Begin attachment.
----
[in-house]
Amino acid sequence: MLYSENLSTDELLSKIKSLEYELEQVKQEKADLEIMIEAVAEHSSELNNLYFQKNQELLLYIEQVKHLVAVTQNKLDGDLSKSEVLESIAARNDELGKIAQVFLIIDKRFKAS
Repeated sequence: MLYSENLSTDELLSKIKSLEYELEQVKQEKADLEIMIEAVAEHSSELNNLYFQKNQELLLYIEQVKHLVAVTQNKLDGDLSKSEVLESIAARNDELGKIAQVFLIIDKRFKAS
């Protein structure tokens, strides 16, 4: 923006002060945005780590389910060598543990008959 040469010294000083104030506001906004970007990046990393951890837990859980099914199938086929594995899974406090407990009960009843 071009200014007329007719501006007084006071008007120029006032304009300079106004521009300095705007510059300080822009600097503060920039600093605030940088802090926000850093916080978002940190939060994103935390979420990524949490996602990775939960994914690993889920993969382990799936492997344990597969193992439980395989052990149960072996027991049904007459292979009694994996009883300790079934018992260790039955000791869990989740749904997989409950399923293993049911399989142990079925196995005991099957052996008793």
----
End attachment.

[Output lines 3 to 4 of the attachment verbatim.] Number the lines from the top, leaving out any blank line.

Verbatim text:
Repeated sequence: MLYSENLSTDELLSKIKSLEYELEQVKQEKADLEIMIEAVAEHSSELNNLYFQKNQELLLYIEQVKHLVAVTQNKLDGDLSKSEVLESIAARNDELGKIAQVFLIIDKRFKAS
């Protein structure tokens, strides 16, 4: 923006002060945005780590389910060598543990008959 040469010294000083104030506001906004970007990046990393951890837990859980099914199938086929594995899974406090407990009960009843 071009200014007329007719501006007084006071008007120029006032304009300079106004521009300095705007510059300080822009600097503060920039600093605030940088802090926000850093916080978002940190939060994103935390979420990524949490996602990775939960994914690993889920993969382990799936492997344990597969193992439980395989052990149960072996027991049904007459292979009694994996009883300790079934018992260790039955000791869990989740749904997989409950399923293993049911399989142990079925196995005991099957052996008793």